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  1. #1
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    Default Cable brake/clutch leverage doubler.

    Not mine, but a nicely executed example. Of curse you need enough lever throw to work and and as little cable slack as possible:

    Note dual anchor points and locking hardware:
    Attached Thumbnails Attached Thumbnails Drum leverage doubler.jpg  

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    If'n you'r gonna anchor a cable under a flat washer on a screw I'd say at least two.
    Dusty

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    But it's just a single pulley...which just changes direction, it doesn't reduce the amount of force needed. Or am I missing something?

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    The pulley is connected to the load (the brake arm). The cable is connected to the fixed anchor and the brake lever, giving a a mechanical advantage of twice the applied force at the lever at the cost of doubling the length of cable pull. (That's incentive to remove all slack.)

    http://www.technologystudent.com/gears1/pulley8.htm

    Pulleys and rigging are fascinating stuff and can make up very complex systems like the rigging of a sailing ship. They are worth understanding when you need to move or lift heavy things. For example I placed my three forty foot shipping containers almost completely by hand winching including drawing two together to weld as a shop.

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    Quote Originally Posted by farmall View Post
    For example I placed my three forty foot shipping containers almost completely by hand winching including drawing two together to weld as a shop.
    I would love some more info on this. I might be in a similar situation here pretty soon.

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    Oho, that makes sense. I was thinking of a single, stationary pulley. The load being able to move, with the pulley, changes it. Huh.

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    Quote Originally Posted by Hatchet54 View Post
    I would love some more info on this. I might be in a similar situation here pretty soon.
    Explain your goal and I can tell ya ways to get it done. Containers are fucking wonderful because they are instant structure. Thier floors support the same machine tools shipped in them worldwide. If you weld you want one as they are easy to modify. (I have panel QDs through one wall so I don't have to open the end doors to drag cable outdoors.)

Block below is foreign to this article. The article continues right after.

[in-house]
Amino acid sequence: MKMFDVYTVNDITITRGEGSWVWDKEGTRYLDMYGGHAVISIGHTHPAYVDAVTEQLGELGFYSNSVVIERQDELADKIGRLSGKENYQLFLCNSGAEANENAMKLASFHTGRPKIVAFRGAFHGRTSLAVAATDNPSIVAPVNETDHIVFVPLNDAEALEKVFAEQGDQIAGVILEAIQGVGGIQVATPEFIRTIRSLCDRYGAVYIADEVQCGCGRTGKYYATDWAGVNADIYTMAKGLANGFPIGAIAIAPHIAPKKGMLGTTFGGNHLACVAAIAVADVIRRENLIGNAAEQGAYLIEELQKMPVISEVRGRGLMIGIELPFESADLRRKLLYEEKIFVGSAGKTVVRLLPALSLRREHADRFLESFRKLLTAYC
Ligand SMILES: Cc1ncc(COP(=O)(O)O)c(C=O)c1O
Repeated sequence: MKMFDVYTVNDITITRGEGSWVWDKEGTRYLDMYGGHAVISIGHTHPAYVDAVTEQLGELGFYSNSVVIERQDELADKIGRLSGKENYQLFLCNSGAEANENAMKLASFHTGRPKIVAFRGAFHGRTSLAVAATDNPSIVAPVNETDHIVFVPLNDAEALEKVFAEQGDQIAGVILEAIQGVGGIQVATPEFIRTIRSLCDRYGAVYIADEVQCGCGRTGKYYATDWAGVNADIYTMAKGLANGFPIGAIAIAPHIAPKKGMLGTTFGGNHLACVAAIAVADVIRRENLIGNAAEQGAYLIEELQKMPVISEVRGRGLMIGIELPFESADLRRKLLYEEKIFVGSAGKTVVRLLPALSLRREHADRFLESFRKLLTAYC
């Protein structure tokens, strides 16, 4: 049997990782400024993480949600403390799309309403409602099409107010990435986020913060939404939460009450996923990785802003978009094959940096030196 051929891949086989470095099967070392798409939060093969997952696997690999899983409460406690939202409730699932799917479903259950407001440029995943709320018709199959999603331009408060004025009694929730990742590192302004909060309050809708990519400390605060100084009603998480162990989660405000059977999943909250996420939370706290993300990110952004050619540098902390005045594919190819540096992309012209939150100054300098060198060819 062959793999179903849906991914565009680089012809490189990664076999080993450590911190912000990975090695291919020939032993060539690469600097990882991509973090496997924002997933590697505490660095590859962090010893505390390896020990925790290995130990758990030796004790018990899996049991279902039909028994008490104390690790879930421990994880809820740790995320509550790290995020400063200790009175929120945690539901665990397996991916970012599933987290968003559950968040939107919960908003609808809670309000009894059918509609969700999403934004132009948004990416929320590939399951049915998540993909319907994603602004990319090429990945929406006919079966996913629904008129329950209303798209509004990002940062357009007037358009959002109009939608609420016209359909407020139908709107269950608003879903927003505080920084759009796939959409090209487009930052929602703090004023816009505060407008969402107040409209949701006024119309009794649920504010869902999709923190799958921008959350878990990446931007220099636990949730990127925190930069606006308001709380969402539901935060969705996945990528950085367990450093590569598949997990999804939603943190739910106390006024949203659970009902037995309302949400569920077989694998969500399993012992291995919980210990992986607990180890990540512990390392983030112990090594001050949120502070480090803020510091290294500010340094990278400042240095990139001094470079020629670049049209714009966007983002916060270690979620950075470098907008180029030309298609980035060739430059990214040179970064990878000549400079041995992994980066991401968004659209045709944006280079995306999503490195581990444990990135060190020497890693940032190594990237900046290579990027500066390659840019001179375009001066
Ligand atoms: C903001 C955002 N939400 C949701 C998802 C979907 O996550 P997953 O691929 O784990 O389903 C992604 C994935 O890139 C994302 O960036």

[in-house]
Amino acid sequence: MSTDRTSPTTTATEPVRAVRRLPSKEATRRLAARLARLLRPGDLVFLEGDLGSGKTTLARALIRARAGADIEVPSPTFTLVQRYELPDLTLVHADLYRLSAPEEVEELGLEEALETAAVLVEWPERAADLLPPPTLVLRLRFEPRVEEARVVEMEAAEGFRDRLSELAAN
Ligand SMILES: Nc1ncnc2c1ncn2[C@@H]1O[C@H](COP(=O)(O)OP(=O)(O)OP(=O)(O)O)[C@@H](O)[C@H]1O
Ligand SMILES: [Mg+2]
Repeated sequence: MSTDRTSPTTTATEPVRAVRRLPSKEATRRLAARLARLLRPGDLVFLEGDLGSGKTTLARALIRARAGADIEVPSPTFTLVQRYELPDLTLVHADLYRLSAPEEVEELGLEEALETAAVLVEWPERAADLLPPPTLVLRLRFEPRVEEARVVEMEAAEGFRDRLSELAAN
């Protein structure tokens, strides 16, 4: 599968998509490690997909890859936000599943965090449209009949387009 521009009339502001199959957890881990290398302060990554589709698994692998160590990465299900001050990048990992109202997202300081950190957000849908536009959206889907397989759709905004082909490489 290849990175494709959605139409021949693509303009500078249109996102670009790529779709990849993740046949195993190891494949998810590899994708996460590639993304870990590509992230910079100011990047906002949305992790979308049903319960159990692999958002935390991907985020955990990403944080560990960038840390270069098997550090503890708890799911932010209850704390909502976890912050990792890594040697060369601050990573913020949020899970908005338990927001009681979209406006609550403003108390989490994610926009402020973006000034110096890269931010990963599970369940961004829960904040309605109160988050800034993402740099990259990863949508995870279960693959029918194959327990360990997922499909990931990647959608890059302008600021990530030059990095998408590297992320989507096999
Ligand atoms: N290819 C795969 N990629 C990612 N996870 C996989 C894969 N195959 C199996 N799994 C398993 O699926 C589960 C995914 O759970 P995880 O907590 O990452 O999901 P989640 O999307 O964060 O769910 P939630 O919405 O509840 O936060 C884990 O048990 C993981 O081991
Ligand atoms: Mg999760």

Visit industrial and military container mod sites like Sea Box for inspiration.
    Learn container sizes and grades, and buy the best quality container you can manage.
    You want 40' High Cube containers for the extra height and internal cubic footage.

    I used winching because it was convenient to maneuver my containers past obstacles and underneath power lines. The HC size is about the weight of two half ton pickup trucks so less than it may appear. I could have rented a backhoe but I enjoy puzzles, would rather buy hard goods than ephemeral services, and developed a method of doing things slowly and steadily at low physical effort.

    Besides my containers I convinced the community college I worked for to get one (they have two now) for their welding program metal storage which they also integrated into an industrial facility mockup for training, convinced my now delighted hobby machinistbro to build an HC home machine shop, got another bro into them for storing hot rods and workspace (he's also considering using two HCs to replace his ancient doublewide trailer since he's disabled but quite skilled and they'd save him building a shell), and otherwise spread da container gospel.

    Your container will normally be delivered on a Landoll style travelling axle trailer. Have a couple of railroad ties handy and place one beneath the end, the driver will put the container end on the tie, drive out from under the container, and you can place the second tie. Landscape ties are cheap. I used them and for my dual container shop I used steel beams (collect all the heavy steel you can store) welded beneath the ends.

    To manually move the container I use sections of pipe and more railroad ties. Pipe rolls on ties. It's easy to pivot containers by moving one end at a time. Winch with whatever. I have electric winches but I mostly used my trucks as cable anchors away from the work, deadmanned off trees using snatch blocks, and hung my Wyeth-Scott pullers off the end of the winch cable. I used chain and hooks (I like tow truck J-hooks for many tasks) to grab the container corner fittings.

    Download this and save it for reading and reference. What can be done with rope can be done with cable, and if you like Amsteel and Dyneema synthetic rope are very light and much stronger than cable. Cable is cheap though.

    TM 3-34.86 (FM 5-125/3 October 1995)/MCRP 3-17.7J RIGGING TECHNIQUES, PROCEDURES, AND APPLICATIONS

    https://armypubs.army.mil/epubs/DR_p.../tm3_34x86.pdf

    I have Ramsey industrial electric winches and Wyeth-Scott hand winches but you don't really need a winch for many jobs if you use wire rope with clamped loops on the ends and appropriate hooks (I like chain grab hooks since I interface with chains. Slip hooks are shit. I replace them or add grab hooks on my gear. Loop one loop over your hitch ball, connect other to load and have fun. Snatch blocks and chains let you pivot off any dead man including other vehicles. Study off-road recovery and tow truck forums like towforce.net for some very cool techniques.

    https://www.towforce.net/forum/16-recovery-tech/
    Last edited by farmall; 10-24-2019 at 8:37 AM.

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